Legislation and Compromise

It’s no surprise that here in America, land of the two party political system, much of our legislation is based on simplified dichotomy.  The “us or them” mentality makes identifying threats easier, as we don’t have to waste our precious brain power on trivialities such as long-term consequences; be it financial (Social Security) or environmental (climate change); letting us preserve it instead for more important matters like my fantasy football picks.

There are of course some who over-analyze issues, but you don’t hear much from them because instead of shouting over presumed injustices on the internet, they’re instead locked into quiet introspection.  They might join the online community occasionally, but as their input is based in logic rather than emotion, it’s uninteresting to read.

So defines Premise 1: the loudest people, whether digitally or corporeally, represent those of the most extreme opinions.

However, in order for a technologically-modern large society to exist, the laws of such a society must still seek a general compromise, else all will devolve to total collapse or dystopia (which always leads to a later collapse once the orgies and drugs run out).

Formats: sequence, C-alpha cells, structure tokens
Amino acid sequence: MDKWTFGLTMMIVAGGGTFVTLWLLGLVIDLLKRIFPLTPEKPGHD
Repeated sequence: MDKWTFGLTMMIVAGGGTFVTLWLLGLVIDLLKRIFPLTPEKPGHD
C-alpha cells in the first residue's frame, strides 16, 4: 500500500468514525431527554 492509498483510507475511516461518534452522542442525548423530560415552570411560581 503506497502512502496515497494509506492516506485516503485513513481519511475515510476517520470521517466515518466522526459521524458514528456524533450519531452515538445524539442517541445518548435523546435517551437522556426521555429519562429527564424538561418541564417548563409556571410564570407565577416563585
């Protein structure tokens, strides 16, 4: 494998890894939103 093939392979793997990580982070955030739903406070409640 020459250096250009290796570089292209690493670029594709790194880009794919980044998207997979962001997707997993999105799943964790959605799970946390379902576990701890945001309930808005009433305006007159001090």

Ergo Premise 2: the correct form of legislation is that which lies between the extremes, if the goal is societal preservation.

And here are two recent policy events to drive the point:

  1. Permitless concealed carry of firearms in Ohio.
  2. Rowe v. Wade.

Everyone legally allowed to possess a firearm in Ohio can now carry that firearm concealed without needing to first acquire a permit.  Constitutional open carry is of course already allowed, so this will remove ambiguity when interacting with law enforcement, eliminating a potential felony charge fabricated by our not-so-popular police force, and removing the individual interpretation over personal rights.  Win for the Left, right?

Well no, because it reduced restrictions on guns and any such loosening of gun restrictions is bad.